Sunday, April 19, 2015

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Fine arts

An 'Argument' worth having


Aristotle will take the stage tonight at the Lydia Mendelssohn Theatre, decked out in modern dress instead of his trademark toga. He’ll be delivering a passionate lecture on his “Poetics,” an influential meditation on the nature of poetry, theatre and tragedy.

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Society and the dance revolution


“Whether we realize it or not, the 21st Century-world has been inevitably shaped by post-modernity — globalization, international policy, cultural pluralism, etcetera,” said Angela Kane, professor of School of Music, Theatre & Dance. “Similarly, the dance of today embraces the influences and reactions against both modern and postmodern dance.”

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Fusion of art and science

Courtesy of Justin Knight Photography


Albert Einstein once said "the most beautiful thing we can experience is the mysterious. It is the source of all science and all true art."

Without a doubt, there will be plenty of beauty and mystery to experience this afternoon, when M.I.T. physics professor and Nobel laureate Frank Wilczek examines a topsy-turvy reality full of wonder and mystique.

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The 'Bossa' is back in town: 'Bossa Nova' returns to Hill


What happens when you integrate sultry samba rhythms with various aspects of European jazz? The Bossa Nova, or “new wave” sound emerges, a style created in part by the late Antonio Carlos Jobim more than 50 years ago. The Brazilian beats and Portuguese lyrics transport the listener to a smoky bar seeping with jazzy tunes that keep toes tapping.

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Blurring cultural boundaries through dance


Algeria is a country of contradictions, one where lush forests line the Mediterranean coastline while the harsh, expansive desert in the south lies uninhabited. The country’s vast beauty and tranquility contrasts its violent past and present.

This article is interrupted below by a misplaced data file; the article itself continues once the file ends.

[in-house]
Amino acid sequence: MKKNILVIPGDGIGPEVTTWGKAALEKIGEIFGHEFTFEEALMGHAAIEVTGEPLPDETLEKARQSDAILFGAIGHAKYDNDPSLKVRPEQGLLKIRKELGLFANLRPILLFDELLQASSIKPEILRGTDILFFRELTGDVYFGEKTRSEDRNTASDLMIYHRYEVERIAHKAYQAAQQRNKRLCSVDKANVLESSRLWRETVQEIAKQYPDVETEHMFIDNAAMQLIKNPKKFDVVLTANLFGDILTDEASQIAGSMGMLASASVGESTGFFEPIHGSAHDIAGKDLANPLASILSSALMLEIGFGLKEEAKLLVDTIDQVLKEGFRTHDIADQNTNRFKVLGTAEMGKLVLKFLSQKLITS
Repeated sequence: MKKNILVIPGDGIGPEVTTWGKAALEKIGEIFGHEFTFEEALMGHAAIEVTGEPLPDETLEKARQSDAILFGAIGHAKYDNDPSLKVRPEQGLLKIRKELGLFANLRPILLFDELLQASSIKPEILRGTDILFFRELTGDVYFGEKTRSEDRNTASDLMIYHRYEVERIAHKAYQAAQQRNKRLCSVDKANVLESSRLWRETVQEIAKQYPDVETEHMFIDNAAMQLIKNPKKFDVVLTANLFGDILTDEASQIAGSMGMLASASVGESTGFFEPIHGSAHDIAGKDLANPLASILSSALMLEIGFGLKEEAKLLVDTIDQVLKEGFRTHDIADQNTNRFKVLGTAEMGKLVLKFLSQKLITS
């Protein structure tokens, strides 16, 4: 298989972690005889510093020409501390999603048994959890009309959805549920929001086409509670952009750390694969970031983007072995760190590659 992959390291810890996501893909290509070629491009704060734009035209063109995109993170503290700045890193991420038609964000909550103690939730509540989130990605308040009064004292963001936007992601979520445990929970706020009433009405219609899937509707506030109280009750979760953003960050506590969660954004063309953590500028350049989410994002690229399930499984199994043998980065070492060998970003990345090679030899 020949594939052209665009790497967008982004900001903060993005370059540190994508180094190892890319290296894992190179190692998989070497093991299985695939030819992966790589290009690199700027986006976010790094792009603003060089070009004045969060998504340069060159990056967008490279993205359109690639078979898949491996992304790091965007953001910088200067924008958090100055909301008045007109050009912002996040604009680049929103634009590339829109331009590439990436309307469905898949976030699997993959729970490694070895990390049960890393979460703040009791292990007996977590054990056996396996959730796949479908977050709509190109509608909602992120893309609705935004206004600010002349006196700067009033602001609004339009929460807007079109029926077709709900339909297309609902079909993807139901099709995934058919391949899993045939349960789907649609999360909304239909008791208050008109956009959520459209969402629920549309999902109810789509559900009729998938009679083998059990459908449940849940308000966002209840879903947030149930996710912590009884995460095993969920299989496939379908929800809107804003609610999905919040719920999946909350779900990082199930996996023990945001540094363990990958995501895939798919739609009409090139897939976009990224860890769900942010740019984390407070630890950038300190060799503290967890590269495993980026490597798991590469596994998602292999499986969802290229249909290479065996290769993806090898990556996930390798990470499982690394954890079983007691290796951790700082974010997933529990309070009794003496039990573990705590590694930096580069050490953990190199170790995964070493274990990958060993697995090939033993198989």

Instead of ignoring his country’s political situations, Heddy Maalem, the artistic director of Compagnie Heddy Maalem, uses his French and Algerian descent as an inspiration for his art.

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Holy objects


From the yellowed bones of saints to the Shroud of Turin and the tears of the Virgin Mary, the supposed relics and reliquaries of medieval art have long been surrounded by great commotion. The veneration and purchasing of objects associated with holy figures is not something limited to “The Canterbury Tales”; the prospect of finding connections between the world of faith and the physical, tangible world is something that has always captivated people.

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More than just words


My last day in Manhattan began with a walk through SoHo’s art district, and it ended in a tiny apartment at the edge of Little Italy and Chinatown. There I found myself in the tight embrace of my grandmother, who asked me in Toisanese if I was going to return to New York next summer. I said yes, and told her to take care of herself, because we don’t say “I love you” in Chinese; we ask if you’re healthy, if you’re safe; we show things, do things.

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